Historic Reynolda House Celebrates Two Momentous Milestones

As one of the younger of Winston-Salem’s historic homes, you’d expect Reynolda House, the historic “grand dame” of American Art, to be coy about its age. Instead, Reynolda is proud to celebrate this momentous milestone with a year-long party. (We should all look so good at 100!)

Highlights of the centennial festivities include a special Georgia O’Keeffe exhibit launching in August and the Centennial Christmas this December. Visitors this spring will enjoy historic home tours, as well as experience the lush gardens in full spring glory. There’s simply no better time of year to enjoy the estate that Katharine and R.J. Reynolds made their family retreat, creative muse, and living legacy.

Reynolda’s year-long celebrations kick off in August with the opening of “Georgia O’Keeffe: Living Modern” (August 18-November 19, 2017), the first exhibition to examine the renowned artist’s self-crafted persona. Reynolda House is one of only three venues to host the exhibition, and the only venue south of New York.

This exhibition, organized by the Brooklyn Museum, presents a new and different perspective on the unified modernist aesthetic of O’Keeffe’s dress and art through paintings, photographs and selected items from her personal wardrobe never before exhibited.

In anticipation of high visitation for the exhibition, the Reynolda House is offering timed tickets for visitors and extending its hours to 8 p.m. on Thursdays. Tickets for the exhibition go on sale in May.

In September, the museum marks its 50th anniversary with two events launching the publication of the first book to chronicle the stories behind the American art collection. “Reynolda: Her Muses, Her Stories,” will be a hardback coffee table book distributed by UNC Press and available for purchase in the museum’s store. Tickets for the events on Sept. 8 and 9 will include a copy of the book and a panel discussion with its authors.

Exactly one hundred years to the month the Reynolds family moved into their new home, Reynolda House will mark its centennial Christmas with historically accurate decorations, special tours of “A 1917 Christmas” and other commemorative events.

The centennial celebration continues through spring 2018, when Reynolda House hosts a major exhibition of another icon in American art also represented in the museum’s collection, Frederic Church. Organized by the Detroit Institute of Arts, “Frederic Church: To Jerusalem and Back” (Feb. 9-May 13, 2018) includes more than 40 paintings, featuring some of Church’s large, panoramic landscapes and accompanying studies. Reynolda House’s own Church masterpiece, “The Andes of Ecuador,” 1855, will be on view prominently in the historic house during the exhibition.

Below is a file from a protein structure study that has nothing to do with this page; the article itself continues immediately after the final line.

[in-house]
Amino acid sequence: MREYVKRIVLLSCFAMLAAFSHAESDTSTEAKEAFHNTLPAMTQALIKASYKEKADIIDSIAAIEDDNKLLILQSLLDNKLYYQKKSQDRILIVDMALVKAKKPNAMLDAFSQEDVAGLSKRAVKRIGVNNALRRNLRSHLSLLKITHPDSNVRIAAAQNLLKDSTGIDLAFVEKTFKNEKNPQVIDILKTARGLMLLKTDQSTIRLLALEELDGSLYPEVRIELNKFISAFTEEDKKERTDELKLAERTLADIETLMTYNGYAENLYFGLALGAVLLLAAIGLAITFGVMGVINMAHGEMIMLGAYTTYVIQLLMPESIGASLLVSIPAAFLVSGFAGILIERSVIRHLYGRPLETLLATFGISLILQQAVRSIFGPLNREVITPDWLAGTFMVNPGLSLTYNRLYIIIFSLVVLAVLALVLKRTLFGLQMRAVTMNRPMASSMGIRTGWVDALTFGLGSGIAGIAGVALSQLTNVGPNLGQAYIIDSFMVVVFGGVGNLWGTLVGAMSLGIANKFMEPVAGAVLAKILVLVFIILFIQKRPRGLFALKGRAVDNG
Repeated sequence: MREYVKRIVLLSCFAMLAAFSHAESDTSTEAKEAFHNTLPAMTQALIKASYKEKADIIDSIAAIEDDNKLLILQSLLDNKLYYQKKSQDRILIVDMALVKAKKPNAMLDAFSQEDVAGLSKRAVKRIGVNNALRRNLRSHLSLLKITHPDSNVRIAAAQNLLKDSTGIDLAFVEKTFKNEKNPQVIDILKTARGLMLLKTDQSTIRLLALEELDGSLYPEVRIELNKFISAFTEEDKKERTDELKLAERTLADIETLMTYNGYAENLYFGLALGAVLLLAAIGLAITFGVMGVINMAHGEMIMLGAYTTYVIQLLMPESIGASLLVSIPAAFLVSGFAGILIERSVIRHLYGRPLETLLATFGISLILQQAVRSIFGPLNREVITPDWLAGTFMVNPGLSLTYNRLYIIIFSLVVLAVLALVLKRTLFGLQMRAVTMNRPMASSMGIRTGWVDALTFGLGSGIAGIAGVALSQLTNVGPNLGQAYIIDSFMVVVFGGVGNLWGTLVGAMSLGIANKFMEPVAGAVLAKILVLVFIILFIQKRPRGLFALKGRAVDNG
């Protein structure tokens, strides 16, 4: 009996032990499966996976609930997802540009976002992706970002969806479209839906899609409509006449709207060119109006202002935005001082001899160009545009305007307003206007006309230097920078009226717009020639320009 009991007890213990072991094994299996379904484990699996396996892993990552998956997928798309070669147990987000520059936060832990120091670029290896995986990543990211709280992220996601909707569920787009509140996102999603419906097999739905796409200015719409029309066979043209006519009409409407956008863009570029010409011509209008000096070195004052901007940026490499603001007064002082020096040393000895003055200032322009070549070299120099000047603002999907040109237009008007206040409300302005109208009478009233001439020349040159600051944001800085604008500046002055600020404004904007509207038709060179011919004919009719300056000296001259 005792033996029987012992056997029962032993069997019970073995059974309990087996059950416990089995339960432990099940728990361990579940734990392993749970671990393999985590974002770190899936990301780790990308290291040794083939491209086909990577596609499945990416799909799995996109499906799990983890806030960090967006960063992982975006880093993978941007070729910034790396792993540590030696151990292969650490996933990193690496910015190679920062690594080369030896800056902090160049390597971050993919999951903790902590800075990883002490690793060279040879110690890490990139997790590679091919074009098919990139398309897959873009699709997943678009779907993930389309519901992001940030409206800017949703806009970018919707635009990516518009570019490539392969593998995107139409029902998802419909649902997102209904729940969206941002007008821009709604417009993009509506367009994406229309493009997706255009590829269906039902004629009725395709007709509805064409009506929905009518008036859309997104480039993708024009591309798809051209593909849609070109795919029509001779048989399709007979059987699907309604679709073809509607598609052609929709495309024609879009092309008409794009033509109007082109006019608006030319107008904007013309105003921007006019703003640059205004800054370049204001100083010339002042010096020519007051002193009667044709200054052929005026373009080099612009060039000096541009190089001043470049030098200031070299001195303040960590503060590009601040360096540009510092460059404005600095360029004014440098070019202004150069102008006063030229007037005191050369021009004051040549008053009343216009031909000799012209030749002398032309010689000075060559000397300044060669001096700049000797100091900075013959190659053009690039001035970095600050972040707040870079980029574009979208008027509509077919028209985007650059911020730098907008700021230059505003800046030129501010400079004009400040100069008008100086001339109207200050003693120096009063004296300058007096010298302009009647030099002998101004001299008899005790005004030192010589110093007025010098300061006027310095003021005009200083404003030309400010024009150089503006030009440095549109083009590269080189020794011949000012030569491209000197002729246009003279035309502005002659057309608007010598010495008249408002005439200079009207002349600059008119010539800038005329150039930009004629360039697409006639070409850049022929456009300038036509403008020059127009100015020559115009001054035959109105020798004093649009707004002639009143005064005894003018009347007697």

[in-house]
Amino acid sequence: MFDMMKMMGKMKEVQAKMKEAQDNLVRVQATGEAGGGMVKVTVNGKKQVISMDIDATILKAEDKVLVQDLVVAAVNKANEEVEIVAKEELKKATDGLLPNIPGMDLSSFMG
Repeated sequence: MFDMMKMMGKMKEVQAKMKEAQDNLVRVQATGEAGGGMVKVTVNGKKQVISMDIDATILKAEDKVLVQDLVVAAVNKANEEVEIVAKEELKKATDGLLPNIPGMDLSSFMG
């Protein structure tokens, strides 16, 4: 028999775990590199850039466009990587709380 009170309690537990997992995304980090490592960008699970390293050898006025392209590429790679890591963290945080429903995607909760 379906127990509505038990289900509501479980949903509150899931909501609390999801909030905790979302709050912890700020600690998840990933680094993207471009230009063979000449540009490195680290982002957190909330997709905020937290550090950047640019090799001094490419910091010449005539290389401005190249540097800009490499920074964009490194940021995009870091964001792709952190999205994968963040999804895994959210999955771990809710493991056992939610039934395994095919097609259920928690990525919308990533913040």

The museum has created a microsite, reynoldahouse.org/100, with information on events, news, and exhibitions during the centennial year. Reynolda House is also collecting stories about all aspects of Reynolda from visitors, volunteers, and the local community to add to a section of the site they are calling #myreynolda.

Reynolda House Museum of American Art is recognized as a rare gem among the nation’s cultural institutions. The museum presents an exceptional collection of art by America’s most noted artists in an incomparable setting: the 1917 American country home of Katharine and Richard Joshua (R. J.) Reynolds. Spanning 250 years of painting, prints, sculpture, photography and video art, the collection has been guided with the prescient and unerring eye of Barbara Babcock Millhouse, granddaughter of Katharine and R. J. Reynolds. Highlights include important works by Albert Bierstadt, William Merritt Chase, Frederic Edwin Church, Chuck Close, Stuart Davis, Arthur Dove, Martin Johnson Heade, Lee Krasner, Georgia O’Keeffe, Nam June Paik, Martin Puryear, Gilbert Stuart and Grant Wood.

In December 1917, Katharine Smith Reynolds and her husband, Richard Joshua (R. J.) Reynolds, moved into their newly finished estate at 2250 Reynolda Road, a few miles from downtown Winston-Salem and headquarters of R. J. Reynolds Tobacco Company. Fifty years later, the magnificent 60-room bungalow, set amid landscaped gardens and rolling hills, opened to the public in 1967 as a museum dedicated to American art. Today, Reynolda House Museum of American Art, Reynolda Gardens and Reynolda Village attract tens of thousands of visitors from North Carolina and beyond each year.